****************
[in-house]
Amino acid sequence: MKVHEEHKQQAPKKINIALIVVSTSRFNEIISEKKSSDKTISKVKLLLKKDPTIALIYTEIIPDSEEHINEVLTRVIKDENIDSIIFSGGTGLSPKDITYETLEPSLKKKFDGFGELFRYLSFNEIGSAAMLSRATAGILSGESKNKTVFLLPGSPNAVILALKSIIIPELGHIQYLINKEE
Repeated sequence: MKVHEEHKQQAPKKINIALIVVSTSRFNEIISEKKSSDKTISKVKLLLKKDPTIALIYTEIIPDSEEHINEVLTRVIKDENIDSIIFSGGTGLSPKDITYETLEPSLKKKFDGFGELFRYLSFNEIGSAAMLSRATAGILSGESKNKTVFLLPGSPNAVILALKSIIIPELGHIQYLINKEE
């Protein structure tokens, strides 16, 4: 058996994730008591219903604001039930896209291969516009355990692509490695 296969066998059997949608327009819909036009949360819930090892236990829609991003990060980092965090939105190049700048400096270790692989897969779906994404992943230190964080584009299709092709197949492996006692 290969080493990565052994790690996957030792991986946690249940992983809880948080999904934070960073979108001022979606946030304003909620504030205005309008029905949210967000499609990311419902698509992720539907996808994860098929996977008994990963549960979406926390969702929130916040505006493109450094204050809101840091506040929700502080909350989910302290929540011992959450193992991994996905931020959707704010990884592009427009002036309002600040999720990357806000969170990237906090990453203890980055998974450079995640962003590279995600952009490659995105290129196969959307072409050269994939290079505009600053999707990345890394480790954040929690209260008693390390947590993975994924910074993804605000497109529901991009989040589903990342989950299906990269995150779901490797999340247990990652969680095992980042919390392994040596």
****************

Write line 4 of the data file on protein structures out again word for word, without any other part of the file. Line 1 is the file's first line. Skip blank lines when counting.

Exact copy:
């Protein structure tokens, strides 16, 4: 058996994730008591219903604001039930896209291969516009355990692509490695 296969066998059997949608327009819909036009949360819930090892236990829609991003990060980092965090939105190049700048400096270790692989897969779906994404992943230190964080584009299709092709197949492996006692 290969080493990565052994790690996957030792991986946690249940992983809880948080999904934070960073979108001022979606946030304003909620504030205005309008029905949210967000499609990311419902698509992720539907996808994860098929996977008994990963549960979406926390969702929130916040505006493109450094204050809101840091506040929700502080909350989910302290929540011992959450193992991994996905931020959707704010990884592009427009002036309002600040999720990357806000969170990237906090990453203890980055998974450079995640962003590279995600952009490659995105290129196969959307072409050269994939290079505009600053999707990345890394480790954040929690209260008693390390947590993975994924910074993804605000497109529901991009989040589903990342989950299906990269995150779901490797999340247990990652969680095992980042919390392994040596």